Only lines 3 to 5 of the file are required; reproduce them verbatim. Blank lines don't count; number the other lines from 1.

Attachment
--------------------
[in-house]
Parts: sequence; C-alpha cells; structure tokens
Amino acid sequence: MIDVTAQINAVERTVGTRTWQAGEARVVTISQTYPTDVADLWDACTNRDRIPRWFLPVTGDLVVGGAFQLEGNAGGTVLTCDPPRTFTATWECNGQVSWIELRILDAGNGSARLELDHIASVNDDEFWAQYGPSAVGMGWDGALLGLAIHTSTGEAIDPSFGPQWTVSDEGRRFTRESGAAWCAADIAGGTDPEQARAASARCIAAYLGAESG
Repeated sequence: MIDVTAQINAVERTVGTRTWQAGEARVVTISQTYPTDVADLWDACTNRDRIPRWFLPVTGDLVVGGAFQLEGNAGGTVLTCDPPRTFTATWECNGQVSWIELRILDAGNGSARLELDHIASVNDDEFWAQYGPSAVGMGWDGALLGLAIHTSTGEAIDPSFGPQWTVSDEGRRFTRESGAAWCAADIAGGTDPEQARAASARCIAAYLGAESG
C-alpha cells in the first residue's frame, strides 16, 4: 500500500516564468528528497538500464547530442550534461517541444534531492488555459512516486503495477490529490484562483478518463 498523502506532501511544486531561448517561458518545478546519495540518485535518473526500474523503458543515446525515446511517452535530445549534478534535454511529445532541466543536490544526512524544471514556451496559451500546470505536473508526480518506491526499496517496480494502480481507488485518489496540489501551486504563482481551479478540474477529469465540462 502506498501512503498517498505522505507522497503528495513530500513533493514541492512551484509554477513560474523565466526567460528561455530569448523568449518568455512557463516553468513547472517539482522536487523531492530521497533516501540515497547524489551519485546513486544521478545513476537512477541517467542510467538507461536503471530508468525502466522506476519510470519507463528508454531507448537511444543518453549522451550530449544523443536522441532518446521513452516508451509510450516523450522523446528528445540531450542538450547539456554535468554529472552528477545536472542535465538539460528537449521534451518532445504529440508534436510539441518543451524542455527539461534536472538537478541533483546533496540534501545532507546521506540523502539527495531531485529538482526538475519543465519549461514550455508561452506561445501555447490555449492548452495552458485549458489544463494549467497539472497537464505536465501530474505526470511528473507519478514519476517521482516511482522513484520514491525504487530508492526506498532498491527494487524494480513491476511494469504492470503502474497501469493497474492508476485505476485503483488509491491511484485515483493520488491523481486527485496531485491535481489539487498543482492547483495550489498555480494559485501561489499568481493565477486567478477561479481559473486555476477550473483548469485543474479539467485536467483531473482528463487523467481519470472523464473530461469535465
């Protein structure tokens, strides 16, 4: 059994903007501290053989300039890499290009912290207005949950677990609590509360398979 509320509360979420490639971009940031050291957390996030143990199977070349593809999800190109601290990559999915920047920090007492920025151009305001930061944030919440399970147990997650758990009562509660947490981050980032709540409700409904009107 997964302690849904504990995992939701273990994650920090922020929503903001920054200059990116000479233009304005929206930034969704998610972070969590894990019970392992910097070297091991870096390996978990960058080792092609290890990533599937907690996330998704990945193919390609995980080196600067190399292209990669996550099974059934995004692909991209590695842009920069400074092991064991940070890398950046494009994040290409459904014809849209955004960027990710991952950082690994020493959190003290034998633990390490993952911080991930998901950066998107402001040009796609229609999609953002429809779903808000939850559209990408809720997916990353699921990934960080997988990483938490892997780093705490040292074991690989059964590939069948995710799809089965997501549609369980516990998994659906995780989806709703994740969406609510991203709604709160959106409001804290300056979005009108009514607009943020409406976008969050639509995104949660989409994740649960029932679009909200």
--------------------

Amino acid sequence: MIDVTAQINAVERTVGTRTWQAGEARVVTISQTYPTDVADLWDACTNRDRIPRWFLPVTGDLVVGGAFQLEGNAGGTVLTCDPPRTFTATWECNGQVSWIELRILDAGNGSARLELDHIASVNDDEFWAQYGPSAVGMGWDGALLGLAIHTSTGEAIDPSFGPQWTVSDEGRRFTRESGAAWCAADIAGGTDPEQARAASARCIAAYLGAESG
Repeated sequence: MIDVTAQINAVERTVGTRTWQAGEARVVTISQTYPTDVADLWDACTNRDRIPRWFLPVTGDLVVGGAFQLEGNAGGTVLTCDPPRTFTATWECNGQVSWIELRILDAGNGSARLELDHIASVNDDEFWAQYGPSAVGMGWDGALLGLAIHTSTGEAIDPSFGPQWTVSDEGRRFTRESGAAWCAADIAGGTDPEQARAASARCIAAYLGAESG
C-alpha cells in the first residue's frame, strides 16, 4: 500500500516564468528528497538500464547530442550534461517541444534531492488555459512516486503495477490529490484562483478518463 498523502506532501511544486531561448517561458518545478546519495540518485535518473526500474523503458543515446525515446511517452535530445549534478534535454511529445532541466543536490544526512524544471514556451496559451500546470505536473508526480518506491526499496517496480494502480481507488485518489496540489501551486504563482481551479478540474477529469465540462 502506498501512503498517498505522505507522497503528495513530500513533493514541492512551484509554477513560474523565466526567460528561455530569448523568449518568455512557463516553468513547472517539482522536487523531492530521497533516501540515497547524489551519485546513486544521478545513476537512477541517467542510467538507461536503471530508468525502466522506476519510470519507463528508454531507448537511444543518453549522451550530449544523443536522441532518446521513452516508451509510450516523450522523446528528445540531450542538450547539456554535468554529472552528477545536472542535465538539460528537449521534451518532445504529440508534436510539441518543451524542455527539461534536472538537478541533483546533496540534501545532507546521506540523502539527495531531485529538482526538475519543465519549461514550455508561452506561445501555447490555449492548452495552458485549458489544463494549467497539472497537464505536465501530474505526470511528473507519478514519476517521482516511482522513484520514491525504487530508492526506498532498491527494487524494480513491476511494469504492470503502474497501469493497474492508476485505476485503483488509491491511484485515483493520488491523481486527485496531485491535481489539487498543482492547483495550489498555480494559485501561489499568481493565477486567478477561479481559473486555476477550473483548469485543474479539467485536467483531473482528463487523467481519470472523464473530461469535465